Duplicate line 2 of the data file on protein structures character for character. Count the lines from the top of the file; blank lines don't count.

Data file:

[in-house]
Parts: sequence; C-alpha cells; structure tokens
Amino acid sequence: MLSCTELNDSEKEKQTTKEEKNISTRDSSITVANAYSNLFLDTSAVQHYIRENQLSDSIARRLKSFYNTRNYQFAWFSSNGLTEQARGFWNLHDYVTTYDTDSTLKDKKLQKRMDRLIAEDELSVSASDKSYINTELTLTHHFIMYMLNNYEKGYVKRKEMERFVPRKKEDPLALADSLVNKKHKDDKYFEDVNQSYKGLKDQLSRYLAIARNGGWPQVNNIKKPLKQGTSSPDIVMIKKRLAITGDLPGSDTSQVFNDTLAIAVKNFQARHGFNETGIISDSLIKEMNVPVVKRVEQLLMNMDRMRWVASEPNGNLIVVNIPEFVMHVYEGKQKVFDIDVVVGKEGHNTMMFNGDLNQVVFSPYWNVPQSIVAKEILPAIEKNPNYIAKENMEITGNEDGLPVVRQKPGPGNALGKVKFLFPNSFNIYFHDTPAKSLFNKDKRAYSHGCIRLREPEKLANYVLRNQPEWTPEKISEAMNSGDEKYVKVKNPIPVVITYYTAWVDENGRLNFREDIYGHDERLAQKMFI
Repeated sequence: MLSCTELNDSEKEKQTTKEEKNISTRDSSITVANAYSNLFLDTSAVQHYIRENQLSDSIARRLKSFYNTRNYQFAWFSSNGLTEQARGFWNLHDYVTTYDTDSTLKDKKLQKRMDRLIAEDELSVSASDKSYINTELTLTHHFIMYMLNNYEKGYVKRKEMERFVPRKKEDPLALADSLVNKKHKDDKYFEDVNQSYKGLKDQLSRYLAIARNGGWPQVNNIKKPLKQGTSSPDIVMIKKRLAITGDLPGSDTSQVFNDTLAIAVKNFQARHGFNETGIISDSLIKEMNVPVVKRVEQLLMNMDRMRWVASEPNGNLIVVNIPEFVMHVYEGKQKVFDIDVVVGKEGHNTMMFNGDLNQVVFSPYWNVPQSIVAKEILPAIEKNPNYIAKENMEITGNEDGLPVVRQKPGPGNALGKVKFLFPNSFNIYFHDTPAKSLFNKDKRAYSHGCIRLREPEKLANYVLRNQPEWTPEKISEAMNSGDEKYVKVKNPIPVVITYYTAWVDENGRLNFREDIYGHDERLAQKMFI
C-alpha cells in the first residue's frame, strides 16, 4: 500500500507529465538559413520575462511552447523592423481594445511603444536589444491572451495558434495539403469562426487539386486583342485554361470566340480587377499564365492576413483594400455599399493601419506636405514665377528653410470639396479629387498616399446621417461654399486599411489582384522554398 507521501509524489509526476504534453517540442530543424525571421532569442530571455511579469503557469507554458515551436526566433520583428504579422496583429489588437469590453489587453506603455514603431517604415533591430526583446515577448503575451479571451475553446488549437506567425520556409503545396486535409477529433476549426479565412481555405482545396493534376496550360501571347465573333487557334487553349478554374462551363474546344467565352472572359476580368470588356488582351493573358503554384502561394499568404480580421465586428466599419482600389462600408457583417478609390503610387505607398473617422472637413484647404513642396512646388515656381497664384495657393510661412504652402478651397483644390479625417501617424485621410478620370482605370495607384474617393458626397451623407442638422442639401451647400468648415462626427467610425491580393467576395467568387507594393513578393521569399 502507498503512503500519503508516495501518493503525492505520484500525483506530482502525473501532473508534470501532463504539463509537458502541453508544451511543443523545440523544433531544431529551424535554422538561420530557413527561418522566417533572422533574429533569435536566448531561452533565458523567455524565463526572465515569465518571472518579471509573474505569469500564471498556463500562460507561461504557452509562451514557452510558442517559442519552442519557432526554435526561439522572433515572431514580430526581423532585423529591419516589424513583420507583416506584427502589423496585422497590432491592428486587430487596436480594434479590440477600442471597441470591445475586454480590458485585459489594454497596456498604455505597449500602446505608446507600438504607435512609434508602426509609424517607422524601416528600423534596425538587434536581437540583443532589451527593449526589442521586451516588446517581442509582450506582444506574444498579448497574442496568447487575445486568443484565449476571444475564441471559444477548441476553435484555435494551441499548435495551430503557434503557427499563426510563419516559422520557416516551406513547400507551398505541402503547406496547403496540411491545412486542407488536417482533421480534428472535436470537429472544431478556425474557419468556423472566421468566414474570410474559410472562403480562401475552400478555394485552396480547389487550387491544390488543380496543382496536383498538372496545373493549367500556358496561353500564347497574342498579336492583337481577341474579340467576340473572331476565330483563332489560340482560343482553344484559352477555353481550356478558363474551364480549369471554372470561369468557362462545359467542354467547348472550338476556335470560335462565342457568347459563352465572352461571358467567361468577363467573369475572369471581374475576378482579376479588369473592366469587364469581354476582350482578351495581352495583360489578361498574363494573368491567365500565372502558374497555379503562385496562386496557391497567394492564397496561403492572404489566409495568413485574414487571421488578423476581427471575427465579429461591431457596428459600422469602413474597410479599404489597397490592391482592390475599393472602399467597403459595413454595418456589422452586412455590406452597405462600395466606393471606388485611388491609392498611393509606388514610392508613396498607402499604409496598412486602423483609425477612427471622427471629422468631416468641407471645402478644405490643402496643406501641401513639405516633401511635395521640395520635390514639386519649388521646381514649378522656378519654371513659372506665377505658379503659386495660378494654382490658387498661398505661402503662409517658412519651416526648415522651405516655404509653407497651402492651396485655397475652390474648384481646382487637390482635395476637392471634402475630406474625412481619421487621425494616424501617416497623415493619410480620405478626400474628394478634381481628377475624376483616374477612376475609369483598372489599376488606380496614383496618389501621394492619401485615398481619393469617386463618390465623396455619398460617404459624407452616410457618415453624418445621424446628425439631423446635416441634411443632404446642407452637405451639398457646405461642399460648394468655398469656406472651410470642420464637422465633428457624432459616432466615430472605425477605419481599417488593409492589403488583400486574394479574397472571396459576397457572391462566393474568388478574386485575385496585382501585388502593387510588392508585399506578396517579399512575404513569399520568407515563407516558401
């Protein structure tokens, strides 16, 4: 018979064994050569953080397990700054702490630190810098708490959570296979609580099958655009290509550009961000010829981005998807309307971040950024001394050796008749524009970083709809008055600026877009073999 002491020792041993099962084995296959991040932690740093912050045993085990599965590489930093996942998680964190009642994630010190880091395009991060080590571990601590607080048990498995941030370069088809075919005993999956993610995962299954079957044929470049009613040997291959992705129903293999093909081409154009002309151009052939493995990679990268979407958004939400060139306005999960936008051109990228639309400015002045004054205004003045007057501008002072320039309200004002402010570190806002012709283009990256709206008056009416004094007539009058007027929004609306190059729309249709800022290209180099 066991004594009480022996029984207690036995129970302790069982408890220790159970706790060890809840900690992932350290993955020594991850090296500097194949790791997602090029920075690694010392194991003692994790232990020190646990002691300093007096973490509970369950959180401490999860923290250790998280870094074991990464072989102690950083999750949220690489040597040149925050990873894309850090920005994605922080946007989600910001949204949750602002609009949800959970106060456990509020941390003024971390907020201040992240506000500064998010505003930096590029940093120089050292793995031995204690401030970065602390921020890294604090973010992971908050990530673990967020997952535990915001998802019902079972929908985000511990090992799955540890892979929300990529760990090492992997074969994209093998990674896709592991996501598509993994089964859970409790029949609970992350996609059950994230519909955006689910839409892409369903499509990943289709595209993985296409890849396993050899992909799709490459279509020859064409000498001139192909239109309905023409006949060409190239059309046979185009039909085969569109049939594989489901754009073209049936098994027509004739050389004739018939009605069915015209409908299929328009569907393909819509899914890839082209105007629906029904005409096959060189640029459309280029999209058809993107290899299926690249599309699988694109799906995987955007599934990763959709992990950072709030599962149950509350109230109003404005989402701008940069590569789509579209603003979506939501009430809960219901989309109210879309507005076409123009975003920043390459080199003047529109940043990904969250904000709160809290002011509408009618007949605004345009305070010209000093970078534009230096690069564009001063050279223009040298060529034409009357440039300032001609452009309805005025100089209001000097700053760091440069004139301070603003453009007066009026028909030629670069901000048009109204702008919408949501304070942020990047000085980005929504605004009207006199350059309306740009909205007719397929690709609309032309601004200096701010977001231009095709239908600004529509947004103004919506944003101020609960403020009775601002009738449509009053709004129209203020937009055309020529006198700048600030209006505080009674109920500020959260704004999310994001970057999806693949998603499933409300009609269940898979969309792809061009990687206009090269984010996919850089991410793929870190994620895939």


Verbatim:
Parts: sequence; C-alpha cells; structure tokens